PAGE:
For those of you who are emailing asking for an update on last week's hearing on House Bill 1445, here's a brief note.
The bill was taken up at the end of the session, in conjunction with House Bill 1444, which also includes a portion of the language included in HB 1445. Rep. Tim Jones (R-Eureka) testified to present the highlights of the two bills. The first witness testifying in support was Stan Berry, editor of the Poplar Bluff Daily American Republic, who told of a personal experience regarding sunshine law enforcement. The paper, after repeated discussions with a local school board over sunshine law violations, filed suit. In the course of the litigation, the court held that there was clearly a violation of the sunshine law by the five board members sued. The case was sent to a jury for a determination of whether it was a purposeful or knowing violation. The paper believed it had clear evidence of a purposeful violation. A board member, during the meeting where the law was violated, told the board it was illegal to hold the discussion in a closed meeting. The Mo. Attorney General had earlier sent a letter to the board indicating it was not a board subject for discussion. The superintendent told the board they could not discuss this subject in closed meeting. One of the board members even told a third party that it was "worth it" to have violated the law.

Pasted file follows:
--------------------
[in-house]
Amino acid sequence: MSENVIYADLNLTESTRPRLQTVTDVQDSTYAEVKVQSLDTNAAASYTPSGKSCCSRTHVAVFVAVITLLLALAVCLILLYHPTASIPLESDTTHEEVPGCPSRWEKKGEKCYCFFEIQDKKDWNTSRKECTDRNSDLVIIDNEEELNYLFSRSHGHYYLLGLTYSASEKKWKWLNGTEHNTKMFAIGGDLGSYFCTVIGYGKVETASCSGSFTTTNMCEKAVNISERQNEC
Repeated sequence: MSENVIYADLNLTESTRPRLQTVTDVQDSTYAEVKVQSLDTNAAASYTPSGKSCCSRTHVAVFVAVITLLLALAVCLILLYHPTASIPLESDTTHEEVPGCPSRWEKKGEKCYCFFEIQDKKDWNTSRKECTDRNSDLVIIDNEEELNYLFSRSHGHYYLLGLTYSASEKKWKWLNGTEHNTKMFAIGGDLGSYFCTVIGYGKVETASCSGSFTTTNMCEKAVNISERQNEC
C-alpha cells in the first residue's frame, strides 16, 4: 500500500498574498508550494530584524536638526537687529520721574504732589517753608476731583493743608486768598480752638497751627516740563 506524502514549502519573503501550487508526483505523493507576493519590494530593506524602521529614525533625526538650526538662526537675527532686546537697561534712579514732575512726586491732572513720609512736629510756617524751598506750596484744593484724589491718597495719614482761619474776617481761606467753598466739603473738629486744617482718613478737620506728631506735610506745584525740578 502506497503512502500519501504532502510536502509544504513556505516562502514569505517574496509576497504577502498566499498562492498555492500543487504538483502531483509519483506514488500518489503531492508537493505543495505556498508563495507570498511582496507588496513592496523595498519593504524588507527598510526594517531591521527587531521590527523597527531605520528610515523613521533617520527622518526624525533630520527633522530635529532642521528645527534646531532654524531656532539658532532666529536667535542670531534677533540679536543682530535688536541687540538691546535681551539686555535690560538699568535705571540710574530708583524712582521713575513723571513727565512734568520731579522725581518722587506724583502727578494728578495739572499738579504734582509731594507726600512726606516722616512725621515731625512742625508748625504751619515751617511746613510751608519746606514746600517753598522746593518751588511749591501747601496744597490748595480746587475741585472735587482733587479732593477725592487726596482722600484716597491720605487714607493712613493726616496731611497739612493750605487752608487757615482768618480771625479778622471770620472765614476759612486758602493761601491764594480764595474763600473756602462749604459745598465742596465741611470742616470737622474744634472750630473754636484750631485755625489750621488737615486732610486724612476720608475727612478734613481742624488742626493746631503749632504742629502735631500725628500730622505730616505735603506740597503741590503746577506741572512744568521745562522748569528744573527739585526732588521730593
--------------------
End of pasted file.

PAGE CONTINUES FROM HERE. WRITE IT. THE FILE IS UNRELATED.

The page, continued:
However, the jury found only a knowing violation for two of the five members and assessed fines of $250 and $150 respectively. (As an aside, this may have been the first fines in the state assessed by a jury for a "knowing" sunshine law violation.)
But to achieve this result, the paper incurred almost $100,000 in attorneys fees. Who can afford to litigate such violations? Berry asked the committee. We need a law that public bodies don't consider a joke, he opined.
Also testifying was Laura Bryant, Creve Coeur city councilwoman; David Cook and Michael Kelly, Mid-America Retail Grocers-Union Partnership; Don Hicks, Missouri Broadcasters Association; David Overfelt, Missouri Retailers Association; and a representative of the Missouri Press Association.
Of special interest was the fact that also testifying was Scott Eckersley, former general counsel for the former governor, Matt Blunt, who has some special experience dealing with sunshine law issues.
Testifying against the bill were the usual suspects.
The bill is still in committee. Anyone with connections to committee members can help by emailing your state representative who is on the committee and asking for their support in passing the bill out of committee.
Thanks to those who wrote requesting an update. We appreciate your support. Every email makes a difference!